Hansen’s disease: A research like no other
Writer’s Note: If any word has made a resurgence lately, it’s “quarantine.” But the truth is, whether used as a noun or as a verb, it’s really no stranger to the American vocabulary. This column is the fourth in a series related to a quarantine in our sister state that lasted nearly half a century. Please note that leprosy is now called Hansen’s disease.
On Jan. 13, the Louisiana State University football team won the national championship. While it’s not unusual for the Tigers to get attention on the field, it’s the school’s nine-banded armadillos that post victories of scientific consequence.
That’s right. Just a few “Joe Burrow” passes away from Tiger Stadium, researchers care for more than a hundred of the scaly critters. They make up the only armadillo colony in the world, one that’s maintained by The National Hansen’s Disease Programs (NHDP) laboratory located at LSU. In the past, research was conducted at a lab an hour south at Carville. During the 20th century, Carville was home to the only leprosarium in the continental United States, a place where hundreds of patients were quarantined because of leprosy.
These days, the NHDP lab chief is Linda Adams, a petite, carefully spoken woman with long hair and blue eyes. She says Hansen’s disease has never been easy to study. “The thing about the leprosy bacterium is you cannot grow it in the lab. It will not grow in a Petri dish, and it doesn’t have the genes necessary to grow independently. It must be grown in an animal model. We have no choice.”
So finding an animal that could be infected and used for research was a top goal for decades. In this case, temperature was key. According to Adams, armadillos have a core body temperature of about 33 degrees Celsius. “Leprosy bacterium likes the cool areas,” she explains. “That’s why it affects the skin and the mucous membranes. These are cooler areas of the body. So, the armadillo is a very good host. We can grow tremendous numbers of bacteria in the armadillo.”
Three scientists and nine technicians make up the program’s staff. They include biologists and immunologists, and new citizens from Argentina and India. On the morning I visited, I watched a woman in a white lab coat prepare tissue samples for special staining that will allow visualization of the leprosy bacteria. In another room, two technicians wearing disposable garb had their hands beneath the hood of a biological safety cabinet. They were performing tests to see if a new drug had killed the bacteria.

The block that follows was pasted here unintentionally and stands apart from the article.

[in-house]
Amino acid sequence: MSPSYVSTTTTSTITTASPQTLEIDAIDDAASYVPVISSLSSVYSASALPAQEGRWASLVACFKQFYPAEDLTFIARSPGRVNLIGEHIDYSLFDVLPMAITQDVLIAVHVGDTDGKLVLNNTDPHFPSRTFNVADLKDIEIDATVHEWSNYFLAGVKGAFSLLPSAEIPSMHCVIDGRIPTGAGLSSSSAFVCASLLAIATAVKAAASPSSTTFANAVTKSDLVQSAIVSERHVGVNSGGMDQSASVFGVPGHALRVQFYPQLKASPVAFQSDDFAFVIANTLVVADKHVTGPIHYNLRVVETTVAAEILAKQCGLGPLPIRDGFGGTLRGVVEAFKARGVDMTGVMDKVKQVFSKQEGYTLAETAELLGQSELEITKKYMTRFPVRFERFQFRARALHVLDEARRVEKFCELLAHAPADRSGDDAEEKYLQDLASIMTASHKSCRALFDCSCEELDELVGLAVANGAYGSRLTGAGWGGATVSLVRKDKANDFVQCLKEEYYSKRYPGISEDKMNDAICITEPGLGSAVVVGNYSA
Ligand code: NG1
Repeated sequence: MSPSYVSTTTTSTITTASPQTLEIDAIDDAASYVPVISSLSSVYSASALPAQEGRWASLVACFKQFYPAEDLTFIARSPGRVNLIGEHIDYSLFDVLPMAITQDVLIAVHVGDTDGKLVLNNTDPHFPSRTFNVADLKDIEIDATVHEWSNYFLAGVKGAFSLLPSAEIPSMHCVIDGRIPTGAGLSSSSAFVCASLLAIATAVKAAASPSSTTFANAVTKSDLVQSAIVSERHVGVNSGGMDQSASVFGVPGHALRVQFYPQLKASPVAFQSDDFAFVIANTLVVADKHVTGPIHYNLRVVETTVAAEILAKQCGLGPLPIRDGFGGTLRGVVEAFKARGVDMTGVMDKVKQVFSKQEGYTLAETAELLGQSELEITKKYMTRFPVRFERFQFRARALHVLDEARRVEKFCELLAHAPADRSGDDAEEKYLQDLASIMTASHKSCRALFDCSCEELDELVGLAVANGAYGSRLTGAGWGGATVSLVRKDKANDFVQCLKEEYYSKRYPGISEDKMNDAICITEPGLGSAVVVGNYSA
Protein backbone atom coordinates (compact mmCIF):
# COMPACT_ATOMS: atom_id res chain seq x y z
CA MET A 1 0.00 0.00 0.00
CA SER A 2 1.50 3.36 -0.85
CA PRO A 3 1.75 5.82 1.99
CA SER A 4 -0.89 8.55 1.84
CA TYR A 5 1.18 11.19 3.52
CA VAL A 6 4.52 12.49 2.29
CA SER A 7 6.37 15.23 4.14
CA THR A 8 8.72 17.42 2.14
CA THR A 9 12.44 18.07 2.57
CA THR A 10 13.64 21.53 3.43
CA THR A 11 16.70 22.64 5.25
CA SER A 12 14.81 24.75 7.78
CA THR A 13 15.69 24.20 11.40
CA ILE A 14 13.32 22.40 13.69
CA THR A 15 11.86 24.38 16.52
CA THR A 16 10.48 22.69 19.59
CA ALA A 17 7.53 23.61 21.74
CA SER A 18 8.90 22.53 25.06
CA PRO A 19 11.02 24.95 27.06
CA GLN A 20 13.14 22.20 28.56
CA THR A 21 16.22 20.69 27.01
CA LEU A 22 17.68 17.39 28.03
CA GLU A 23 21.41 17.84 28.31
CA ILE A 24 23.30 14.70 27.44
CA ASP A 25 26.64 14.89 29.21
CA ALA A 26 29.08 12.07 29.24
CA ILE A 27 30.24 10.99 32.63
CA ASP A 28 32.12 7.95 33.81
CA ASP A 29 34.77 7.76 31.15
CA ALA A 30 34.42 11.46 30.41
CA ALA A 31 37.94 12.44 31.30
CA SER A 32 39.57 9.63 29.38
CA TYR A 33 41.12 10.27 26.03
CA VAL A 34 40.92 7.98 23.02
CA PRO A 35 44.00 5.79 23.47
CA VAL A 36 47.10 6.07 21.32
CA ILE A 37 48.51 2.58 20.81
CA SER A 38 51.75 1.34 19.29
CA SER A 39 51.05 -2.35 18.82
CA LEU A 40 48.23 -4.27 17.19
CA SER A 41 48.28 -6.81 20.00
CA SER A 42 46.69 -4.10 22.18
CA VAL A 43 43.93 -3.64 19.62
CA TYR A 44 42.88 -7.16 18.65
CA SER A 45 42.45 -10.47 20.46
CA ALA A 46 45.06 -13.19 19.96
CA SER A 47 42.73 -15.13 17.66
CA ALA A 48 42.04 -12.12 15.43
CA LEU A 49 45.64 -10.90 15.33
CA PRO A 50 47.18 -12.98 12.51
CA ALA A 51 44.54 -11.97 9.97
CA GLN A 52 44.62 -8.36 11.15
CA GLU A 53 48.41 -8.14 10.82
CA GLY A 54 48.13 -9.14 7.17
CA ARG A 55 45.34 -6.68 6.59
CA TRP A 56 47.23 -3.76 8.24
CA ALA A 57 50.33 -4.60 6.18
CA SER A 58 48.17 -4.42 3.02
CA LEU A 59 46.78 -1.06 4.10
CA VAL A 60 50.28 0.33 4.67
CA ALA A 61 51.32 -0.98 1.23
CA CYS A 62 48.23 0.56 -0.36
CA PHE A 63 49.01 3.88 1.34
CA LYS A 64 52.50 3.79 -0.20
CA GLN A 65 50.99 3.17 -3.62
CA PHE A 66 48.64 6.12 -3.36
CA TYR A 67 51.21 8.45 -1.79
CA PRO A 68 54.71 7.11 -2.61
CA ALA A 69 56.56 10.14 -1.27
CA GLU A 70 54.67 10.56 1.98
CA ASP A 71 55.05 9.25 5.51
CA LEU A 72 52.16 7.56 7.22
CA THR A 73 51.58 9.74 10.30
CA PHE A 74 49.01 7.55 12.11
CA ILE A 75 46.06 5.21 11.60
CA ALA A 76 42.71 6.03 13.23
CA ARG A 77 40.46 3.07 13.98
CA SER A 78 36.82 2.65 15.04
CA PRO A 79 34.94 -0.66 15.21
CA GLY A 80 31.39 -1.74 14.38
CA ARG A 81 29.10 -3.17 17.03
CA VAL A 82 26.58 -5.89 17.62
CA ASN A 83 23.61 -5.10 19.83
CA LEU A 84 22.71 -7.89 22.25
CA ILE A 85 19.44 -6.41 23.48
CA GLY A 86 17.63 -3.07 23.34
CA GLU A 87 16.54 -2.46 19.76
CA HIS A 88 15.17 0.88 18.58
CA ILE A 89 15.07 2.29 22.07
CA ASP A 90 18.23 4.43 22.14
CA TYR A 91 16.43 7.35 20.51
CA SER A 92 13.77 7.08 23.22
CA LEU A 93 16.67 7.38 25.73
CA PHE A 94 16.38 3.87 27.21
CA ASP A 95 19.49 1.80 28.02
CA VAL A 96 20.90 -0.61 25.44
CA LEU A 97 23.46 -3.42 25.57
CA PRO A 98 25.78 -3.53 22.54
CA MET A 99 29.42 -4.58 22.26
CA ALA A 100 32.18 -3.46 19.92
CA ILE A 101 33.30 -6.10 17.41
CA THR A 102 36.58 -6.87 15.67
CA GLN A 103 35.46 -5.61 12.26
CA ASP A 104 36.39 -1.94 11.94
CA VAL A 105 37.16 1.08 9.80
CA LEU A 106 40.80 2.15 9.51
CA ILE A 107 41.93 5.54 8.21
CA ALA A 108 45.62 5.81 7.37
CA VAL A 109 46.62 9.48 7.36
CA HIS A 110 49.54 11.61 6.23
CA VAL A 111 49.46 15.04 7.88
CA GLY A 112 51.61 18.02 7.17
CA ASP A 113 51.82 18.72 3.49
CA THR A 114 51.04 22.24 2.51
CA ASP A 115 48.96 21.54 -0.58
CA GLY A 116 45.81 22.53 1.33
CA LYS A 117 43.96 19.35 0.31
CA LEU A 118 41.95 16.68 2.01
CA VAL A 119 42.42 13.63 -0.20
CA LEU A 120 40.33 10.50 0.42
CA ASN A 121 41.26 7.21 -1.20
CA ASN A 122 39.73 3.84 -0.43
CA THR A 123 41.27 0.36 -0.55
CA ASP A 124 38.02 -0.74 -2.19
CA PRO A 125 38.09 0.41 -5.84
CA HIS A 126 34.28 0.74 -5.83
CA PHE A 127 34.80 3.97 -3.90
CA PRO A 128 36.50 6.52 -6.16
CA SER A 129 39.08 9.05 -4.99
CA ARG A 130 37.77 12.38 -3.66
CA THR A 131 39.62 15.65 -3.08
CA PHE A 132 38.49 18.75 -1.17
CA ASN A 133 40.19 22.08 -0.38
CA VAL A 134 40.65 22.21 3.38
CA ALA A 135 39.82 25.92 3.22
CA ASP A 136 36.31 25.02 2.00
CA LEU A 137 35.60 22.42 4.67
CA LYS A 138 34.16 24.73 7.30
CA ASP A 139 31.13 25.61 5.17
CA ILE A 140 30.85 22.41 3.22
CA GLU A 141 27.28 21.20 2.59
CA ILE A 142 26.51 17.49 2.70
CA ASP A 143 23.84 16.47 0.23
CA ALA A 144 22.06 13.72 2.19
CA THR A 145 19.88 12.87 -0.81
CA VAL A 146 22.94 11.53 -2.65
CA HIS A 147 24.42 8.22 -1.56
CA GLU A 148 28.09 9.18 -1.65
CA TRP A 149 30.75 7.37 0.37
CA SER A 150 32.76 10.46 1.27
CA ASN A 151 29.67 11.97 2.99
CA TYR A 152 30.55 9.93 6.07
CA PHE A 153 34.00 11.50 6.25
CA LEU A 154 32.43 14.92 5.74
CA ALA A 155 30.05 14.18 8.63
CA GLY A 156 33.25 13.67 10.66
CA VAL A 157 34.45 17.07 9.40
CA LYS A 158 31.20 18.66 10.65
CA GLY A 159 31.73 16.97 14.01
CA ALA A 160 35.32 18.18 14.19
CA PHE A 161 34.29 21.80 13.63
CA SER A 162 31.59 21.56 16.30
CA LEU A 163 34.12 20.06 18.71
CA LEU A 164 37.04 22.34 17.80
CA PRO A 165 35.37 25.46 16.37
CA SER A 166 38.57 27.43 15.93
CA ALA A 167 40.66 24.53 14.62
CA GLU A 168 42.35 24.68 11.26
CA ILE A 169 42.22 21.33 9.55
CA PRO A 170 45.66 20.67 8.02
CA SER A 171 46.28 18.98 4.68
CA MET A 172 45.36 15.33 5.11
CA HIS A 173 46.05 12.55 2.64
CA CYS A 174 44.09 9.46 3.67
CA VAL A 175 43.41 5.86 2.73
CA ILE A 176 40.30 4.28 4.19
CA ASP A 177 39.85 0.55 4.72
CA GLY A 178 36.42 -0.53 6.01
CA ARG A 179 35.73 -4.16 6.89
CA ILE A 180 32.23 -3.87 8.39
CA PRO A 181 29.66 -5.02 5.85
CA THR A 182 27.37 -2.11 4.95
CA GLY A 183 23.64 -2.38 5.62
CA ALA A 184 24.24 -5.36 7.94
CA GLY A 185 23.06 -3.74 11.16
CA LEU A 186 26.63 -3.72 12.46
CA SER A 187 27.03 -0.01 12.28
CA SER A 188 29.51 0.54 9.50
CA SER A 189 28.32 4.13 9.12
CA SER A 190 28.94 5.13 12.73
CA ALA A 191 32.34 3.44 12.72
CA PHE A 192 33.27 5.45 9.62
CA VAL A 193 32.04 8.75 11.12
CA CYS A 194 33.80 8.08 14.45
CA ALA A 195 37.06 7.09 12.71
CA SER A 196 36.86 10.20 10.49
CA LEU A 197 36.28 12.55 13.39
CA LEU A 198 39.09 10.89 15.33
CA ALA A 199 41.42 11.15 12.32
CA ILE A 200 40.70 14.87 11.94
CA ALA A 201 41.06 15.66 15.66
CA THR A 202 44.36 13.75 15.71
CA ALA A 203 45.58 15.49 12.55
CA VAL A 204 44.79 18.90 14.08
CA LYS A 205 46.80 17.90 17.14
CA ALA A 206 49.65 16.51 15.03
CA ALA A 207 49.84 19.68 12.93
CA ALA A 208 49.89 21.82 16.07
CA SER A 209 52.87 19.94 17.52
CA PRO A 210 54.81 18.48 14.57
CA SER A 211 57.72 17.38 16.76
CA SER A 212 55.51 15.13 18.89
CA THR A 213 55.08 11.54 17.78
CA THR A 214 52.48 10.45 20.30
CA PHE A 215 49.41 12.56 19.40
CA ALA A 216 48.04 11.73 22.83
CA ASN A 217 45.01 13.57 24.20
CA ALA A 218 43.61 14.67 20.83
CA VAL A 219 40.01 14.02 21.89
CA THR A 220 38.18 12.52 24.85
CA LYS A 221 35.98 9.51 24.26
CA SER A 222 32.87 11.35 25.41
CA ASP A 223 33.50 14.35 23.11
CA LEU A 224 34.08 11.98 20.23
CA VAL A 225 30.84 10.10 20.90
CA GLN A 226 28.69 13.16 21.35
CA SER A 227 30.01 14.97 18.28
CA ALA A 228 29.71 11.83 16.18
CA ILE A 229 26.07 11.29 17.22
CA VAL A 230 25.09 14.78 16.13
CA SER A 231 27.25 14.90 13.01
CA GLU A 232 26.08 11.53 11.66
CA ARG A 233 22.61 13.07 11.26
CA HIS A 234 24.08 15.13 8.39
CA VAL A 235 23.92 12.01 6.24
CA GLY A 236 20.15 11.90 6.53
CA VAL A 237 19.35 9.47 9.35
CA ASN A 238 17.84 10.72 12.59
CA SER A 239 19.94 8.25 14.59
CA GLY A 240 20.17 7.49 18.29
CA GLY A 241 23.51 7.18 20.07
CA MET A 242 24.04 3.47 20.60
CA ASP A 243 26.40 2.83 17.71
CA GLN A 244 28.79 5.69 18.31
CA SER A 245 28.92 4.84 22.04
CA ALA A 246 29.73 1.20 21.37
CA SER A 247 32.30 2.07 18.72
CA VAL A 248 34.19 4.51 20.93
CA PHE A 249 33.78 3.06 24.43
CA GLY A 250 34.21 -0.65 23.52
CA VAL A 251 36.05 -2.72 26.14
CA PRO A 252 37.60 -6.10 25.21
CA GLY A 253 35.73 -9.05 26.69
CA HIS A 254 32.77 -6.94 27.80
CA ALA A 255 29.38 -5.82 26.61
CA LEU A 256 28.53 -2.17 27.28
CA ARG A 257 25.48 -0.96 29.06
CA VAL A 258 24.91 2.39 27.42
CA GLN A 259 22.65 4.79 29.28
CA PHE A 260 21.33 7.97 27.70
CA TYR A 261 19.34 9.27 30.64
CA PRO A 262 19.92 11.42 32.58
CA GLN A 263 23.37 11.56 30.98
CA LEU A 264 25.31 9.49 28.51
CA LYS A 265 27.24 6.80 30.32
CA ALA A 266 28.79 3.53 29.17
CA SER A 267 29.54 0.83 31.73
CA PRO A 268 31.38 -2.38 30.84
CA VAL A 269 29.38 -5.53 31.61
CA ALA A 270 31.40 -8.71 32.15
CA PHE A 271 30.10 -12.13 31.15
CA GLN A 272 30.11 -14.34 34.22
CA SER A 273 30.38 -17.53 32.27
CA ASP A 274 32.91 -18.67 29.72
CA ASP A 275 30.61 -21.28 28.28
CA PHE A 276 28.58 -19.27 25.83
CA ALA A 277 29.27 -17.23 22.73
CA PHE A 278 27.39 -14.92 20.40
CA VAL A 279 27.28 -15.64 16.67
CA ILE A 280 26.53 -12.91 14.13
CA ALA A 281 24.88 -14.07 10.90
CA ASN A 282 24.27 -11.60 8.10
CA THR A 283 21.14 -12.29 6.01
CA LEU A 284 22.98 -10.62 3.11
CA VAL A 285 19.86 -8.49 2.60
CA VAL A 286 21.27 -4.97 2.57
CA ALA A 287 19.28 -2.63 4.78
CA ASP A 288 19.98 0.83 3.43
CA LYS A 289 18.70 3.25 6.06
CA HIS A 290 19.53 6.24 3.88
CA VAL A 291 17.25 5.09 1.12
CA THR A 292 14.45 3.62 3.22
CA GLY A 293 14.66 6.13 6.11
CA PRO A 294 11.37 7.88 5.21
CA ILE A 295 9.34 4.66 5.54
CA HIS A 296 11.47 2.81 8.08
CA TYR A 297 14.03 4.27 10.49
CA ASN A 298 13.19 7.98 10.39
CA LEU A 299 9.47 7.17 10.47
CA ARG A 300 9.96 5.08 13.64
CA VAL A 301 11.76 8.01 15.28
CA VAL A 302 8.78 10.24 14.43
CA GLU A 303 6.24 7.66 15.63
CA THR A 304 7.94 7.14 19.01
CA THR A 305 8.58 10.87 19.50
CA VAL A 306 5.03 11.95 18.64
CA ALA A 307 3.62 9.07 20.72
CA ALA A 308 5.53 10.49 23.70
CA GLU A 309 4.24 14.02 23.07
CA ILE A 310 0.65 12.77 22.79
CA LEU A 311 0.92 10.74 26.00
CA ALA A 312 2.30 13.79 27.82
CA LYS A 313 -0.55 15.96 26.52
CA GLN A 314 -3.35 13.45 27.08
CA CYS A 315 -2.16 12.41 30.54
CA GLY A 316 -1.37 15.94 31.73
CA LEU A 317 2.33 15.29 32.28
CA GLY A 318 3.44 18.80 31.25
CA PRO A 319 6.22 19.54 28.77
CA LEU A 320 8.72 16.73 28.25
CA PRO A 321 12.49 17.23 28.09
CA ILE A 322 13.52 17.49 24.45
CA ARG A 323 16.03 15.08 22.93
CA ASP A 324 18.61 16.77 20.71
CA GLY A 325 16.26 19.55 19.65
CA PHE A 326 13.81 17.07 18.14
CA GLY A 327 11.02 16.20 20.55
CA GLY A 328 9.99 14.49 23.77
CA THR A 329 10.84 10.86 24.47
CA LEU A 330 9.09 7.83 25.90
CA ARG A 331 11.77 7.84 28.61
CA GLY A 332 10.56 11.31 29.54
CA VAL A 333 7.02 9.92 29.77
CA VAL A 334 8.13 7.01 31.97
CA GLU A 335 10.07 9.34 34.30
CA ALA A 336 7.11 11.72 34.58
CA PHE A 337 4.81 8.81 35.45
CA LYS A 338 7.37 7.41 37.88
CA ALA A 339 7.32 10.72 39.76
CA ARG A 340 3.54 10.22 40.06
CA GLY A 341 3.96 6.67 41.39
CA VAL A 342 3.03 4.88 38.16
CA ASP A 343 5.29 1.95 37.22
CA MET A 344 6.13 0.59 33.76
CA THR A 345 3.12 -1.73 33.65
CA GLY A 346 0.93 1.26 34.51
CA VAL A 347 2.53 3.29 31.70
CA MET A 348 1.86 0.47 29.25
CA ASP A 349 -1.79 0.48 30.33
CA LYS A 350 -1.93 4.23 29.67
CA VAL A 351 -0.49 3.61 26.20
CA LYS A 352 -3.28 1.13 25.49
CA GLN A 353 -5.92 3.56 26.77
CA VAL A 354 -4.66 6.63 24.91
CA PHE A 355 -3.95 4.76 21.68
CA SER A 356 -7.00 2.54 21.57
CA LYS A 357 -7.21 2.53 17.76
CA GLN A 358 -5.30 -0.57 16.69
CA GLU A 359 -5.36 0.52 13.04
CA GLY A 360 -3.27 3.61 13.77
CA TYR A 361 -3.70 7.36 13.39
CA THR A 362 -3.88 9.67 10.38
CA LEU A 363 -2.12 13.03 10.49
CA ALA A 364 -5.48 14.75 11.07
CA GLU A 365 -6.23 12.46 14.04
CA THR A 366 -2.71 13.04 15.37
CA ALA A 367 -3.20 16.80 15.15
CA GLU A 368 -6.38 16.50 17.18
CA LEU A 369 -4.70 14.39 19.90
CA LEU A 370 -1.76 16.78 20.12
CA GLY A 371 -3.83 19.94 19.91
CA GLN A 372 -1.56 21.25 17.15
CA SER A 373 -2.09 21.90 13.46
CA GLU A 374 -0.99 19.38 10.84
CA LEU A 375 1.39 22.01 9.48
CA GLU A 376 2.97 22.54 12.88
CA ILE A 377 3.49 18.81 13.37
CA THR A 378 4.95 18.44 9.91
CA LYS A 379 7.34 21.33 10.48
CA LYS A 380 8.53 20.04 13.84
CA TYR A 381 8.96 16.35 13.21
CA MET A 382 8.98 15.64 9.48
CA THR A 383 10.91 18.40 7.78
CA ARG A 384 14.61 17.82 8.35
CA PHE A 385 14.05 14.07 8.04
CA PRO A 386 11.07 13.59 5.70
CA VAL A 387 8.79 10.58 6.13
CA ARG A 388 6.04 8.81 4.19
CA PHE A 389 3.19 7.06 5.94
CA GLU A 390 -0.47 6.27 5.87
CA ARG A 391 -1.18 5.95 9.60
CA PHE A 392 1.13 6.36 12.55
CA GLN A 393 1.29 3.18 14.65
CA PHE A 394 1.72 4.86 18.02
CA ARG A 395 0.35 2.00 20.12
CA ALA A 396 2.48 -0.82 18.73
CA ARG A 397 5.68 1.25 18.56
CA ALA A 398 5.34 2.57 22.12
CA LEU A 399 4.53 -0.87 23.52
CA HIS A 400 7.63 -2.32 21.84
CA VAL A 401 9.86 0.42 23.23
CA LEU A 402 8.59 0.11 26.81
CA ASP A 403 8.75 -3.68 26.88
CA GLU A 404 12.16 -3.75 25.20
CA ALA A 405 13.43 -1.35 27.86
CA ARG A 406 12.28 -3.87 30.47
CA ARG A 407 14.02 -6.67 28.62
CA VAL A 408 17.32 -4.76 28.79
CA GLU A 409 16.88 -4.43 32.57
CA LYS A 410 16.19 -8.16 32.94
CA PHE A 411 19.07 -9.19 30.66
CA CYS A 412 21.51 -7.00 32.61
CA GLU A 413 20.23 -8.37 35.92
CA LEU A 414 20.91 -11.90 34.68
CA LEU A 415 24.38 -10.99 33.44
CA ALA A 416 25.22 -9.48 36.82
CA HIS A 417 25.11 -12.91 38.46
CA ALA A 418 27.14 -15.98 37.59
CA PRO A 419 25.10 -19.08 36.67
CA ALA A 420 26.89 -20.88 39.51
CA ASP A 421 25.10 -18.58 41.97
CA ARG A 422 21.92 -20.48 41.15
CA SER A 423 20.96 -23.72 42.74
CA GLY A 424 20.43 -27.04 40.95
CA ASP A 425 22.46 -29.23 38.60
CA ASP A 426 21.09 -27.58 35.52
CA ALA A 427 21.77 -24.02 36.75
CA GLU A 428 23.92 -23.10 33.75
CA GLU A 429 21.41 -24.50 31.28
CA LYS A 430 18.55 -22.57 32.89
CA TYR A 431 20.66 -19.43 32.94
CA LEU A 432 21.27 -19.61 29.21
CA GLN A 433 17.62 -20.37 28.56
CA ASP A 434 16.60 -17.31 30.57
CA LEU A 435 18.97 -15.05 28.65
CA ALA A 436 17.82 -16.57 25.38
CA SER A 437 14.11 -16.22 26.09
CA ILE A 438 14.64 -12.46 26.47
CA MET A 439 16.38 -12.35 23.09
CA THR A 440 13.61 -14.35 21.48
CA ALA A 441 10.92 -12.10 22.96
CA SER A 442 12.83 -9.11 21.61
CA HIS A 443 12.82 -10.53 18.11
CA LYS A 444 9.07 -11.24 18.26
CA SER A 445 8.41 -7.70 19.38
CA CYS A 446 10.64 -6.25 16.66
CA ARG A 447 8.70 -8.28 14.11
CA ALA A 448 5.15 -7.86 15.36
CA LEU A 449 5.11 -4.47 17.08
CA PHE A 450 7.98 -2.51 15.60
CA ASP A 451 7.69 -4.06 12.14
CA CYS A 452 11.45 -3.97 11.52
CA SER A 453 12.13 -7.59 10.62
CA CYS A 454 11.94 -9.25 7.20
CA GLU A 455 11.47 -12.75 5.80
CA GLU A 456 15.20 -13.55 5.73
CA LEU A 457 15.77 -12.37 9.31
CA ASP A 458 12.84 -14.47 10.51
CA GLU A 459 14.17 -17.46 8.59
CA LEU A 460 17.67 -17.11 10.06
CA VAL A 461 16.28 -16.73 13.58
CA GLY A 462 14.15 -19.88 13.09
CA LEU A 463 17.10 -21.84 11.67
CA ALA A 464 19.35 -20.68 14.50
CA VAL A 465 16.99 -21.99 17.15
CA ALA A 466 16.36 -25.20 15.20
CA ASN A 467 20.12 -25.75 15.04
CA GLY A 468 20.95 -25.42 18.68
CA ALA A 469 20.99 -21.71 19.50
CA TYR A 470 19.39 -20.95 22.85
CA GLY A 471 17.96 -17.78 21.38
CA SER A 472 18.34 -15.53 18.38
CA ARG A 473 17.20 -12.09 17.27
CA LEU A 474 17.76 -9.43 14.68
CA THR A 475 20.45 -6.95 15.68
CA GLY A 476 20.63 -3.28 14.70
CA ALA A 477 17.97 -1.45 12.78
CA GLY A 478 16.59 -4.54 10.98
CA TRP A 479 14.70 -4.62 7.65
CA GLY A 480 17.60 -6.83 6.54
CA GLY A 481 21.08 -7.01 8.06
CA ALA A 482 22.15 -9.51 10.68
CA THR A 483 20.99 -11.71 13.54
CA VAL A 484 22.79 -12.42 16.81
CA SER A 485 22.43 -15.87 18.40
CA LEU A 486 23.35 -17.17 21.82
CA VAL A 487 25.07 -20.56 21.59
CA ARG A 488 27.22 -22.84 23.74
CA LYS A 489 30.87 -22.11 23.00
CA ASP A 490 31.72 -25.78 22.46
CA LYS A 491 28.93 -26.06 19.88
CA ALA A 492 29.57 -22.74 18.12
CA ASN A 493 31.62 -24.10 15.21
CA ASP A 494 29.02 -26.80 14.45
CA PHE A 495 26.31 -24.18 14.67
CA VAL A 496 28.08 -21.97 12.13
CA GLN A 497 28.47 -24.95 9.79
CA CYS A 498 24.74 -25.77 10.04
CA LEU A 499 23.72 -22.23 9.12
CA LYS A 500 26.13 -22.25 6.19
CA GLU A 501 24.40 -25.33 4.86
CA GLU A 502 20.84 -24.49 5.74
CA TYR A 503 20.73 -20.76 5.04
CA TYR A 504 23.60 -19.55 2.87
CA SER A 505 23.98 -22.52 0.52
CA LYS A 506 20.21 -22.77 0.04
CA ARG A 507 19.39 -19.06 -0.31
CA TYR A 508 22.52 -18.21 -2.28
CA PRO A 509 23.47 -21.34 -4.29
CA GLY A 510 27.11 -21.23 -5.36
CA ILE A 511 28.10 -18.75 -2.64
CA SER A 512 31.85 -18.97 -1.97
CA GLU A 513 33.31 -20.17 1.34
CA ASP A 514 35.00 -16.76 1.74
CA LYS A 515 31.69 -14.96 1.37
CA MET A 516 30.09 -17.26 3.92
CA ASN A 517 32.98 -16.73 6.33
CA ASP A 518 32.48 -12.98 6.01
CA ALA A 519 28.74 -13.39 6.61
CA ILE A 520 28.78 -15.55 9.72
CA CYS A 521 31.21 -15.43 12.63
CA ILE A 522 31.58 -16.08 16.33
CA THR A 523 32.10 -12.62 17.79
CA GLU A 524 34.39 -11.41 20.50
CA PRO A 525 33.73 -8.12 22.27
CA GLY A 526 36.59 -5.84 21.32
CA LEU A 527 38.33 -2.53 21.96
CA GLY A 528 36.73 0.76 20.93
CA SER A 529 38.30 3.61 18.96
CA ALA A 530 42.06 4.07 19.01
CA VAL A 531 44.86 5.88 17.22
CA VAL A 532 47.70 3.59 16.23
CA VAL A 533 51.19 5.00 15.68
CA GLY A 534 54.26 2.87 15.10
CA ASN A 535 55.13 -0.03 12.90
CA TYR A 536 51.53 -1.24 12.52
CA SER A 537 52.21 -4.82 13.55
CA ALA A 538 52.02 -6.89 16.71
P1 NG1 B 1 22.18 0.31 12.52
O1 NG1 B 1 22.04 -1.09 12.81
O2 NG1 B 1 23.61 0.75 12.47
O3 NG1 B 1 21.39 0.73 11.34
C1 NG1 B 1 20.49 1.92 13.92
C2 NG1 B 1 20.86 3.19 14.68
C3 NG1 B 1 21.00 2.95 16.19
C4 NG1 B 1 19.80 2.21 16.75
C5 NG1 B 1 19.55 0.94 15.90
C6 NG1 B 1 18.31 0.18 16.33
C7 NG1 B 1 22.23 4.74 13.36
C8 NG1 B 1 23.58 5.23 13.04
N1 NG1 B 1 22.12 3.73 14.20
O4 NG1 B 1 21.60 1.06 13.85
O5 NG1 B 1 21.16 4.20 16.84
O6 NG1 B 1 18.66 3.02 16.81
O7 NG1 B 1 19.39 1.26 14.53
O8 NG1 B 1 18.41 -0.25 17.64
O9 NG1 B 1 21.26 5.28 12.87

For Adams, the space — with its climate controls, whirring machines, and camera/microscope combos — is a draw. “I knew I wanted to work in the lab since I was a child,” she says. “I loved science, but I never thought I would be doing leprosy research.”
She acknowledges their program isn’t a fit for all scientists: “It takes a special personality to do this sort of work, because our experiments can sometimes take a one or two years to run. It takes a special kind of person to have that sort of patience. You’re not going to get a publication every month if you come and do this type of work.”
In 2011, the Hansen’s Disease Center research team verified a theory long suspected by locals. They determined Hansen’s disease occurs naturally among some free-ranging armadillos, the kind you find in wooded areas of southern coastal states. Establishing a possible human-to-armadillo contact link was significant.
The laboratory maintains a ready supply of M. leprae bacilli for researchers worldwide, but they’re also doing other studies with their colony. Armadillos can live up to 15 years. That’s long enough for the slow-manifesting effects of Hansen’s disease to emerge.
“They actually develop the disease and get the nerve infection, and that’s what causes the damage in most patients. Bacteria infects the nerve and damages the nerves, and that’s what causes the disabilities,” Adams explains.
The scientists at LSU are constantly testing new drug therapies on the armadillos. According to Adams, those include antibiotics being tested for tuberculosis, because TB bacterium and the leprosy bacterium are closely related. The bulk of the research at LSU, however, is focused on figuring out how Hansen’s disease is transmitted. Staff also published results last year from important trials for a vaccine. But how a vaccine would be administered is still a question.
“Leprosy is a rare disease, so who would you vaccinate? Everyone? Contacts? Patients who already have leprosy?” asks Adams. “But if we could treat someone who already has the disease and actually improve and shorten treatment, that would be beneficial.”
Leprosy is rare in the United States, but globally there were more than 200,000 new cases of leprosy reported in 2018. That means developing a vaccine would be a real breakthrough.
Kim Henderson is a freelance writer. Contact her at firstname.lastname@example.org. Follow her on twitter at @kimhenderson319.